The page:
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Former police chief speaks out

The profession of police officer has changed greatly since I began my career in March of 1993. When I took my oath to protect and serve, enforcement remained the sole focus. We arrived at calls to protect victims, arrest suspects, and then move on.

Currently, criminal justice partners collaborate with suspects and victims alike to affect change in behavior, hoping that the result positively alters the community. We attend community events to listen to and work with residents and civic leaders as a means of building partnerships that collectively promote a safer and more prosperous place to call home. Modern law enforcement professionals should no longer work as enforcers only but as active and respected members of our community who provide empathetic and selfless service.

Embracing and adapting to change facilitates growth within a police department. Civic leaders, members of the community, and the officers they depend upon must agree to a specific mission in order for a city to thrive. As the mission comes forth and is placed into motion, the decisions and actions of those tasked with its implementation must remain committed to ethical and sound personal character. You cannot pretend to be ethical, as true character always reveals itself. When each individual adheres to a personal ethical commitment, the department as a whole openly reflects the values of its members. The culture of a police department must never stray from daily dedication to the highest standards of devotion, selflessness, and sacrifice in order for daily operations and procedures to prove safe and successful.

When my career of service in the city of Cloquet abruptly ended last month, I intently searched within as I reflected on the past 24 years of walking the thin blue line. Looking back at all of the valuable lessons, connections and sleepless nights, I asked myself, in the end, if I successfully ran the race and made the difference that originally inspired me to wear a badge. Working in law enforcement takes a harsh toll on families, and my family and I lived through the sacrifices that families of police officers make.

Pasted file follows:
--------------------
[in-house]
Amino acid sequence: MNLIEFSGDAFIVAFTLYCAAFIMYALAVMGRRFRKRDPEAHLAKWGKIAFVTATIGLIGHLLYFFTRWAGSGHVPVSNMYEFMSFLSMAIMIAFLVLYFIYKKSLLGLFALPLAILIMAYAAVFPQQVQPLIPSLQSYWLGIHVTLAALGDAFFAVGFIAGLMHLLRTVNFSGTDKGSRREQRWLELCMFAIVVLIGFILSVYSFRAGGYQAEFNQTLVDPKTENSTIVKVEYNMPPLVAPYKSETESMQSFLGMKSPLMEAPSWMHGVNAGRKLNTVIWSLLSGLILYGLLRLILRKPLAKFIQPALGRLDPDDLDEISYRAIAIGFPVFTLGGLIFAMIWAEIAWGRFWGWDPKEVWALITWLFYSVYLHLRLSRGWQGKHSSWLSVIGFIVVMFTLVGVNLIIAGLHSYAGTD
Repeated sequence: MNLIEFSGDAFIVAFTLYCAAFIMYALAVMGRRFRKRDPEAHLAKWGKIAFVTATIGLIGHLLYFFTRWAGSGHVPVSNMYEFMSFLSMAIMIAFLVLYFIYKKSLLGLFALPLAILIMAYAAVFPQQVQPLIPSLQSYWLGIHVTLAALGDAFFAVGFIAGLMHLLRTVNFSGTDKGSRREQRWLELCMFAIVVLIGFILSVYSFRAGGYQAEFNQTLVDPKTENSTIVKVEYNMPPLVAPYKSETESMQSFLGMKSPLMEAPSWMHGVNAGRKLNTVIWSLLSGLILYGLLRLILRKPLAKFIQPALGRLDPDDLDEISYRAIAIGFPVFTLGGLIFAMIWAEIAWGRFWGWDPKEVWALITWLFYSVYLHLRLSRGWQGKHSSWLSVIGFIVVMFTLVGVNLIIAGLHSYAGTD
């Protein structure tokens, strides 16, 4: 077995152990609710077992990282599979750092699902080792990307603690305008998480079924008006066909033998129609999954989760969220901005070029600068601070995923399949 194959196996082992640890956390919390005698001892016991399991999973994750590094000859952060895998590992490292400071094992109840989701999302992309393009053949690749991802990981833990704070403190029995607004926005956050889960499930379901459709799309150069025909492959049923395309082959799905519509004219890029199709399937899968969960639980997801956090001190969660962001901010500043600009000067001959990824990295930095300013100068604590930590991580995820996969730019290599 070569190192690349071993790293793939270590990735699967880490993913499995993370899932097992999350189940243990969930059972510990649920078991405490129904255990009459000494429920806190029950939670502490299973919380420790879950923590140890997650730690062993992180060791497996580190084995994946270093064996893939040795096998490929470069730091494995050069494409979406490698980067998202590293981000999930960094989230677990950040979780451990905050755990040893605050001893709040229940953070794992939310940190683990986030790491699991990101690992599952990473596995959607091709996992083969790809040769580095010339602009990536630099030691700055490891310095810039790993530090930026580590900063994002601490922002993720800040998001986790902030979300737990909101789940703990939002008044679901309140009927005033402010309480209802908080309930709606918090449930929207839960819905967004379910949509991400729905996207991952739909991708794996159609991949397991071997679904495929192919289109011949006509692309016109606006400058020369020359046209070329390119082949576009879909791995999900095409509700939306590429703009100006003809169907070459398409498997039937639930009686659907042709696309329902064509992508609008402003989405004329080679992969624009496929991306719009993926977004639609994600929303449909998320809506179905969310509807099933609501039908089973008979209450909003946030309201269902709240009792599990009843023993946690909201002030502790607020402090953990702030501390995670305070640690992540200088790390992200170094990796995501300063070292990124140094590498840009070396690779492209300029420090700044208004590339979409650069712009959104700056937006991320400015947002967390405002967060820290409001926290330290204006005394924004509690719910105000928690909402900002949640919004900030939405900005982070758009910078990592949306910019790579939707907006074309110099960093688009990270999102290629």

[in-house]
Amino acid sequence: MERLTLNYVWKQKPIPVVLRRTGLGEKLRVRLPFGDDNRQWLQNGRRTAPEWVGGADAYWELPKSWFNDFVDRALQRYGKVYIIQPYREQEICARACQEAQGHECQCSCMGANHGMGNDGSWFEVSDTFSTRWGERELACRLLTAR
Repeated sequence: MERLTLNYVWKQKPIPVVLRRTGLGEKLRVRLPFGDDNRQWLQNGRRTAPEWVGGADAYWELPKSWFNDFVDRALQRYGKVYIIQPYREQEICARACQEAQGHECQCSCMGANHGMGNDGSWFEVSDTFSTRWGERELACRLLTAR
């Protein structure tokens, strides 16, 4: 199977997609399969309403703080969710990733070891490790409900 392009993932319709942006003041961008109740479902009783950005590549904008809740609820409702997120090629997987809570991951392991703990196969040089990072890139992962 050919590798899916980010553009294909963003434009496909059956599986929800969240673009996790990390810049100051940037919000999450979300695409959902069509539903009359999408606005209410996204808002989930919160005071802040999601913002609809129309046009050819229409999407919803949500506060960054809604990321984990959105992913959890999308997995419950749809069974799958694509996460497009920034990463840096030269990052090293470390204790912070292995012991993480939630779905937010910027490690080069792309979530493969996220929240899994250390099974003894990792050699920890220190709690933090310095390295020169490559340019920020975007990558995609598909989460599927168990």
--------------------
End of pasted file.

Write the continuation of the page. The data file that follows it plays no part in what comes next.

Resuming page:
While reflecting on my career, I needed to again answer why I worked so hard to live out an ethical and honest life. My wife and children inspired the obvious answer. They understood why I could not always go with them because of service commitments. They recognized the challenges presented by doing the right thing no matter what the situation called for. They learned that this life should never be about what we do for ourselves but what we can do on behalf of others, both on and off duty.

More importantly, I realized that faith, family, and friends ultimately get you through all situations that work and life throw at you. Finally, I came to the conclusion that at the end of a career, no matter how many plaques or commendations you receive for outstanding service in police work, you will be remembered for your commitment to standing up for integrity and justice.

Going forward, my hope remains that our police officers accept new opportunities and changes while conducting themselves as ethical servant leaders within the department and our community. As professionals called upon to do their jobs with compassion, every officer, I hope, will reflect upon the oath he or she took when they began their career and never forget the honor and privilege of wearing a badge marked with the words, "Cloquet Police." I will continue to pray for the strength and fortitude our police officers need to courageously stand up for the very best for our community. "Be strong and courageous" (Joshua 1:9).

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